Effective December 30, 2005, the system for the use of short form prospectuses in Canada was substantially overhauled. Certain requirements that an issuer had to meet have been removed, leaving a more streamlined system. We issued an advisory bulletin outlining these changes last November, which can be found at www.blgcanada.com at Publications; go to Current then Capital Markets. We’ve summarized that information here and have also included some additional information respecting developments since the changes came into effect.
What is Gone?
Before the overhaul, the basic qualifications which an issuer was required to meet in order to use a short form prospectus included having a 12-month reporting issuer history prior to the filing of its initial annual information form (AIF) and having an aggregate public float of $75,000,000 for its equity securities.
Under the new Instrument, the short form prospectus system has been changed to remove:
- the minimum public float requirement;
- the requirement that an issuer be a reporting issuer for a minimum length of time prior to using a short form prospectus; and
- the requirement for regulatory review of an issuer’s initial AIF before an issuer can file a short form prospectus.
Who is Eligible to Use the Short Form Now?
The basic qualifications for the use of a short form prospectus under the new regime include the requirements that the issuer:
- is an electronic filer under SEDAR;
- is a reporting issuer in at least one jurisdiction of Canada;
- is current in its filing obligations in each jurisdiction in which it is a reporting issuer;
- has filed, in at least one jurisdiction in which it is a reporting issuer, (i) current annual financial statements, and (ii) a current AIF;
- has equity securities that are listed and posted for trading or quoted on a "short form eligible exchange" (the new rules define this term to mean each of the Toronto Stock Exchange, Tier 1 and Tier 2 of the TSX Venture Exchange, and the Canadian Trading and Quotation System Inc.); and
- is not an issuer (i) whose operations have ceased, or (ii) whose principal asset is cash, cash equivalents or its exchange listing (for example capital pool companies).
Alternative qualification criteria remain in place for issuers of certain specified securities.
What Do Issuers Need to Do Before Using a Short Form Prospectus?
Issuers are now required to file a notice declaring their intention to be qualified as a user of the short form prospectus system at least 10 business days prior to the issuer filing its first preliminary short form prospectus. Issuers that were previously eligible to use a short form prospectus are deemed to have filed this notice on December 14, 2005, ten business days before the new rules came into force.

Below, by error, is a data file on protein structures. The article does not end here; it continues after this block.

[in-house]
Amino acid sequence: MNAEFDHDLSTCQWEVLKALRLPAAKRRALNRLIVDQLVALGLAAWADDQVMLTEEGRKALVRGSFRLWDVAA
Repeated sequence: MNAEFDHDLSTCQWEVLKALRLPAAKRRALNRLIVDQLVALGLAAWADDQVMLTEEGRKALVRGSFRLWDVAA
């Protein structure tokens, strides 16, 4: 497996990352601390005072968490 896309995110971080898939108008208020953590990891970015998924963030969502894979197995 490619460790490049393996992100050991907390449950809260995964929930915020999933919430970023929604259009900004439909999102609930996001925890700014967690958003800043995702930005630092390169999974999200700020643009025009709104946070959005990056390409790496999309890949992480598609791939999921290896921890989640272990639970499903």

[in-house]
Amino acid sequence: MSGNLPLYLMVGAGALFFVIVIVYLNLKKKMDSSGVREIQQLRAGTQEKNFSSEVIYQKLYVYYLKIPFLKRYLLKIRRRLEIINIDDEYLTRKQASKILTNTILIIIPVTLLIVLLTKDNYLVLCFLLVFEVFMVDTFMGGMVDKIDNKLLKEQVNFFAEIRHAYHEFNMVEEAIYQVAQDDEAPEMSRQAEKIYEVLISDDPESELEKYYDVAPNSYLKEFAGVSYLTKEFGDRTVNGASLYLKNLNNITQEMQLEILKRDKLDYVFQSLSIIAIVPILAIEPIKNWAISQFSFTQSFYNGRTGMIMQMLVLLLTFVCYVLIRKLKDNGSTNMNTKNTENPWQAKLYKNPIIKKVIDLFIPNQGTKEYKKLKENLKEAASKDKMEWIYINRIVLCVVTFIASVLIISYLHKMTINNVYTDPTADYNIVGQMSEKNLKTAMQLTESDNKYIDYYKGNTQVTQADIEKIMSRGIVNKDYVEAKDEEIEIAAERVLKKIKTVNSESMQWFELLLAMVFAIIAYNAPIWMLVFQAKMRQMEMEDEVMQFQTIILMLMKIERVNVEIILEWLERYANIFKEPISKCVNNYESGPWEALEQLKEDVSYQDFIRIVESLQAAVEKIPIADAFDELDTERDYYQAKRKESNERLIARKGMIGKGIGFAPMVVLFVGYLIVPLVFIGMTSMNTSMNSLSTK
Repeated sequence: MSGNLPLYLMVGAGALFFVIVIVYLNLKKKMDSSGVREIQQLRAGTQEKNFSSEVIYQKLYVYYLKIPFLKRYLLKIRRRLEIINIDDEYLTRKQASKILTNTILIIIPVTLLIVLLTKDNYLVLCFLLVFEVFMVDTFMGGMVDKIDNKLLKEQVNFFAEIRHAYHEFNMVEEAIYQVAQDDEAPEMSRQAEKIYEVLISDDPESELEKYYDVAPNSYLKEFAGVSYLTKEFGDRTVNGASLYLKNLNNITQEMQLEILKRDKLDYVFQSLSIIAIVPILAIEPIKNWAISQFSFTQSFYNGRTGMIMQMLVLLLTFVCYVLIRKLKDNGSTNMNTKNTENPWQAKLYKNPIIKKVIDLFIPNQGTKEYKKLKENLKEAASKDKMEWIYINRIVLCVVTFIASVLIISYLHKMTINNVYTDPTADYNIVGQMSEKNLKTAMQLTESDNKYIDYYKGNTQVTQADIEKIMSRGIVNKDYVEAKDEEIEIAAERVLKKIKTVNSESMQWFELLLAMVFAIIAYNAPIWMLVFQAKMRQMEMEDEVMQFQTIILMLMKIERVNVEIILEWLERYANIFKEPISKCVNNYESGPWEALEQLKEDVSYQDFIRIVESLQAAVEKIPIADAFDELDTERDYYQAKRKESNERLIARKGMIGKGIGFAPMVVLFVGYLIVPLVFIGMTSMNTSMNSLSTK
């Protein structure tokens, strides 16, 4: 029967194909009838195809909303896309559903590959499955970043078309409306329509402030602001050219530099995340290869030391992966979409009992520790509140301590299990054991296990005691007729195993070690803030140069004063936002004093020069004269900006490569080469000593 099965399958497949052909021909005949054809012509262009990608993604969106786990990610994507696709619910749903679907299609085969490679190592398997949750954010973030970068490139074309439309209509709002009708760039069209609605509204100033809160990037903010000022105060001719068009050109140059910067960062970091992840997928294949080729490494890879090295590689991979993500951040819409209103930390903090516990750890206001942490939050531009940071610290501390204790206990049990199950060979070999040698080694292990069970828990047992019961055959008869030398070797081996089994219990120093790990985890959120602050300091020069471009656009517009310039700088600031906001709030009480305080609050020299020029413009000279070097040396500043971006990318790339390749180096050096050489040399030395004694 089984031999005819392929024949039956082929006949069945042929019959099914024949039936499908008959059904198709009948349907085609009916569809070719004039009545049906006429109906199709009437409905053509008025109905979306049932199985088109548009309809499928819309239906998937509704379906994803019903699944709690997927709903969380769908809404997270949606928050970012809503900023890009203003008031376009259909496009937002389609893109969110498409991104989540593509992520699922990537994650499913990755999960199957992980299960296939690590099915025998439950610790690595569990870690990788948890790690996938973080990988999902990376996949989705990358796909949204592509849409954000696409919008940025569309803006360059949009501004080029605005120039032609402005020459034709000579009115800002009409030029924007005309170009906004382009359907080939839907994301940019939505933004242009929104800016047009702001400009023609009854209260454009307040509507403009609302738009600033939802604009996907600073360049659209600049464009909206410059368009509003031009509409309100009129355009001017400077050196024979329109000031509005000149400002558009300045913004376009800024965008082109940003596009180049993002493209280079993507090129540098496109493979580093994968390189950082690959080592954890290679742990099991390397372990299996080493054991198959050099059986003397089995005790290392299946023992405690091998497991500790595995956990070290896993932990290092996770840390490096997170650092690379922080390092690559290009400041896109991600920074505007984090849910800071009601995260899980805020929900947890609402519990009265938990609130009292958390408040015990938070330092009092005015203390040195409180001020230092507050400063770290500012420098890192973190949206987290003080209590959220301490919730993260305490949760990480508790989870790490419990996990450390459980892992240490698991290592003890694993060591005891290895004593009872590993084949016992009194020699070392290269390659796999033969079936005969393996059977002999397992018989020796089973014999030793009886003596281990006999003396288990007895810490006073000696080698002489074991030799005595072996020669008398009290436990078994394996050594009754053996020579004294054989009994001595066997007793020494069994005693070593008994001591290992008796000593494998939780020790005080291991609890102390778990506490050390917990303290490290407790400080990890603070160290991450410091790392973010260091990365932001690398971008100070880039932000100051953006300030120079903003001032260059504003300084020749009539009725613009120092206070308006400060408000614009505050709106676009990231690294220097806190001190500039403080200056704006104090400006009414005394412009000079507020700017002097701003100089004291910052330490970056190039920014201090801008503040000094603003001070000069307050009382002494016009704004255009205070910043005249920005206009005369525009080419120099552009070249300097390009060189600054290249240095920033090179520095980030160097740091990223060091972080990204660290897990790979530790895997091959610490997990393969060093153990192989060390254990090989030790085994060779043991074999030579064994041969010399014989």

However, before relying on this deeming provision, issuers should check to make sure they are on the list, published by the CSA, of "Current AIF Issuers" as at December 29, 2005. This list will be used by the staff of the CSA to determine who is grandfathered into the new short form prospectus regime. If an issuer is not on the list but believes they ought to be, they should contact the appropriate staff member to correct that oversight. Failure to do so could delay their ability to use a short form prospectus.
For those issuers who are not on the list, the question will be whether or not to file the notice when there is no current intention to undertake a public offering in order to be ready to move quickly if the opportunity arises. Put another way, is there a downside to filing the notice? A short form eligible national reporting issuer is subject to additional fees of about $9,500. This cost has to be weighed against the likelihood of needing to act quickly. If the issuer does not currently translate its continuous disclosure documents, it should also take into account the time it would take to do so (assuming a national offering).
What are the Highlights of the Changes?
- A long form prospectus will still be required in some circumstances, including (a) for IPOs, (b) for offerings by dormant or inactive issuers, and (c) if the offering is for the purpose of financing a material change in the issuer’s business.
- For bought deals, the deadline to file the preliminary short form prospectus has been extended from two business days to not more than four business days after the date of the bid letter.
- If the offering is a refinancing of existing indebtedness and (a) more than 10 percent of the net proceeds will be used to reduce or retire indebtedness, and (b) the indebtedness was incurred within the two preceding years, the "Use of Proceeds" section in the short form prospectus must now contain a description of the principal purposes for which the proceeds of the indebtedness were used and, if the creditor is an insider, associate or affiliate of the issuer, must identify the creditor and the nature of its relationship to the issuer and the outstanding amount owed.
- The rules about disclosure regarding "significant acquisitions", including the requirements for historical and pro forma financial statements, have been, in effect, conformed to the continuous disclosure obligations under NI 51-102, specifically the Business Acquisition Report. In particular, there is no longer a requirement for additional disclosure relating to dispositions or multiple acquisitions.
- While the issuer’s auditors are still required to review unaudited financial statements included in the prospectus, no comfort letter evidencing that review will be required to be filed with the regulators.
The content of this article is intended to provide a general guide to the subject matter. Specialist advice should be sought about your specific circumstances.